What Can the US iGaming Industry Learn from UK Operators?;

What Can the US iGaming Industry Learn from UK Operators?

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May 3, 2022 by Tamas Kadar

The online gambling industry in the US might still be in its infancy but there is no dispute about its size and power. 

American Gaming Association’s (AGA) Commercial Gaming Revenue Tracker’s February report states that iGaming generated $3.71 billion in revenue, a rise of 139% from 2020 – and more sites are expected to open their doors in the coming years. 

With a huge shift in player protection measures and increased bonus abuse alleviation seen across the pond, we’ll dive into what US operators can learn from the UK market.

Be Smart about Bonus Abuse

The UK iGaming industry is one of the most mature markets in the world and over the years, it’s certainly seen its fair share of bonus abuse

Bonus abuse fraud sees a bad user create multiple accounts to claim promotions run by operators, often in the form of free bets, spins, etc. To do this, they may use synthetic identities, stolen identities, and prepaid or stolen card details. 

Multi accounting, while not illegal, goes against terms and conditions for many iGaming companies.

These promotional offers are massive opportunities to secure new customers but without real vetting of who is entering your site, they can lead to heavy losses. 

In a SEON webinar titled Getting It Right: iGaming Risk Management with iGaming and bonus abuse expert Greco, co-founder Ozric Vondervelden states that he believes the US market is similar to where the UK was “a decade ago” but it has the opportunity to strengthen its core offerings and strategy to best suit the needs of a modern punter. 

He explained: 

“The UK initially launched with big acquisition offers but the ones that survived were those that focused on retention as well, and this can be seen in the US already.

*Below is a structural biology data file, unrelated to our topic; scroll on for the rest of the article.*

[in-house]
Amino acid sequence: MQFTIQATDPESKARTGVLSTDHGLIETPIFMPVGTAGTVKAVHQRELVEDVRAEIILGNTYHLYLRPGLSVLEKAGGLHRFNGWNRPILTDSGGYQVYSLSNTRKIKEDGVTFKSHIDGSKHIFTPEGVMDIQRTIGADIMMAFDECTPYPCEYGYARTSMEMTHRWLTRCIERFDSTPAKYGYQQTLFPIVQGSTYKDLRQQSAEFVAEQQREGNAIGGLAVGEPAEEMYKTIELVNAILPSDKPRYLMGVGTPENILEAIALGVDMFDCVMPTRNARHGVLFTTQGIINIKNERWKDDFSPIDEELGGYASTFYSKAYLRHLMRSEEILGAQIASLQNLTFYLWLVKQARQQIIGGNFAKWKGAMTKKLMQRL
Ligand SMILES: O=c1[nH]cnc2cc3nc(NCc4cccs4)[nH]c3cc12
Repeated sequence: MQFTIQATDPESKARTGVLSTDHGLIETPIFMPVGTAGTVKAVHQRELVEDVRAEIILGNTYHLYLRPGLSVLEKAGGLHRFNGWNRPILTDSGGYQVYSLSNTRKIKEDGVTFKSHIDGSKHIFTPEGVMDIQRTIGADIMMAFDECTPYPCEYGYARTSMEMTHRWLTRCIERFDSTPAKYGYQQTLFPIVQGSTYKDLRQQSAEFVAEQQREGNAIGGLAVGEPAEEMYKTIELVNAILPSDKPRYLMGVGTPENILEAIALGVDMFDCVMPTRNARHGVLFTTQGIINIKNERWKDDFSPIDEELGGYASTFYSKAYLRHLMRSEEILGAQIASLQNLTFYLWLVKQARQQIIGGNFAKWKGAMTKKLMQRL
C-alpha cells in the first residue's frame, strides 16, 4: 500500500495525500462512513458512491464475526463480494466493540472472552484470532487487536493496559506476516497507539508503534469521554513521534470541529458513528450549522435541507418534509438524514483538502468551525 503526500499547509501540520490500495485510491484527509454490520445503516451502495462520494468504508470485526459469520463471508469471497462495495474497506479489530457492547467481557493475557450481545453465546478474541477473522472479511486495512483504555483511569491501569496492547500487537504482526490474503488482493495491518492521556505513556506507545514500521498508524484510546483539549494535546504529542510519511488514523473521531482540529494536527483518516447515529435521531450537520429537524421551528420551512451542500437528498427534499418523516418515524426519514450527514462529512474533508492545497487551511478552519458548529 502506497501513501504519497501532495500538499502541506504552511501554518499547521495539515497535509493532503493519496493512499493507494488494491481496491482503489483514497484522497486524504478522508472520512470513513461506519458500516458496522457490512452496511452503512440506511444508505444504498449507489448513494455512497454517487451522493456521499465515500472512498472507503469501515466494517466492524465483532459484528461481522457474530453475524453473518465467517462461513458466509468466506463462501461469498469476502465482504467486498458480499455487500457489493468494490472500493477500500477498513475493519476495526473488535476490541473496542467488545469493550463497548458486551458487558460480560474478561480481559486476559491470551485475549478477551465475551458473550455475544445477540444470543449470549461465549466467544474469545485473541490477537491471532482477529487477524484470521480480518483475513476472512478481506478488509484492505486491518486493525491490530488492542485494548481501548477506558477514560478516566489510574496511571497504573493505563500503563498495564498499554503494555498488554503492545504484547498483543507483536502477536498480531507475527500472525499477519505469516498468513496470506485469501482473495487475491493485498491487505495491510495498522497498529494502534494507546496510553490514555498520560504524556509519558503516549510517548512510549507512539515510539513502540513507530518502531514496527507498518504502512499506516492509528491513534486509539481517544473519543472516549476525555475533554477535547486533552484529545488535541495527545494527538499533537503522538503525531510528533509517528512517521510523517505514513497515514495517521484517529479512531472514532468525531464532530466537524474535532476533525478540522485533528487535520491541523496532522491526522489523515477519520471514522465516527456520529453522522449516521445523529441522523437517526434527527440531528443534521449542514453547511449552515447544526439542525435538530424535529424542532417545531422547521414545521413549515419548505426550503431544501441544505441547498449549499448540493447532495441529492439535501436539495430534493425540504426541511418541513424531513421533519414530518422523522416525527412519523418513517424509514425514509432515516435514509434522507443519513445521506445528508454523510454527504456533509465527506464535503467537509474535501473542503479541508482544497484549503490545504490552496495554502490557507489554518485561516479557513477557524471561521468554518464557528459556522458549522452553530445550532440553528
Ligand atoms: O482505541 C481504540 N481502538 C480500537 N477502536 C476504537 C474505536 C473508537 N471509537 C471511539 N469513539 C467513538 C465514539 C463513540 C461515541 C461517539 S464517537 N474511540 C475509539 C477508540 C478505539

A report we’re developing (which will be released in full at iGaming NXT) saw the directly convertible value of 31 brands’ casino bonus offers equated to $13,000 in New Jersey alone. In comparison to the UK with over 200 brands, there’s only around £2,000 [$2500] available so there’s a huge amount of value for bonus abusers to operate in the US.”

With such large amounts of money available for low risk, many operators are almost training their potential customers to become accidental bonus abusers, bouncing from one brand to the next, and soaking up all the free bets instead of remaining with one operator as a good, active customer. 

“It doesn’t take much for an average person to realize they can game this system and then it’s a matter of scaling the process with multiple identities, accounts, etc. We’re already seeing many bonus abuse forums talking about moving operations into the US space to take advantage of this value.”

It’s always a balance between growth targets and risk management for businesses looking to grow exponentially but for US operators, remaining cautious with bonus offers ensures long-term sustainability and minimizes the risk of bonus abuse.

Ozric believes that if the US can make the transition of focusing on acquisition to retention sooner, they’ll secure more loyal players and be less likely to attract fraudsters with smaller amounts of bonus offers. 

If your main KPIs include growth, of course, you’re going to be big on signup bonuses – but what you should be monitoring is the retention/churn of such players.

Shifting focus from growth to retention allows you to filter out obvious advantage-based players. A seasoned bonus abuser might be profiting from your platform for 12 months if you’re not actively looking for them.

Rewatch the webinar here:

Operator vs Player Responsibility 

The US isn’t new to gambling, with land-based casinos working on player protection measures for some time now. It’s a delicate balance between fulfilling the operator’s legal obligations and protecting players and while ensuring they can safely enjoy the action.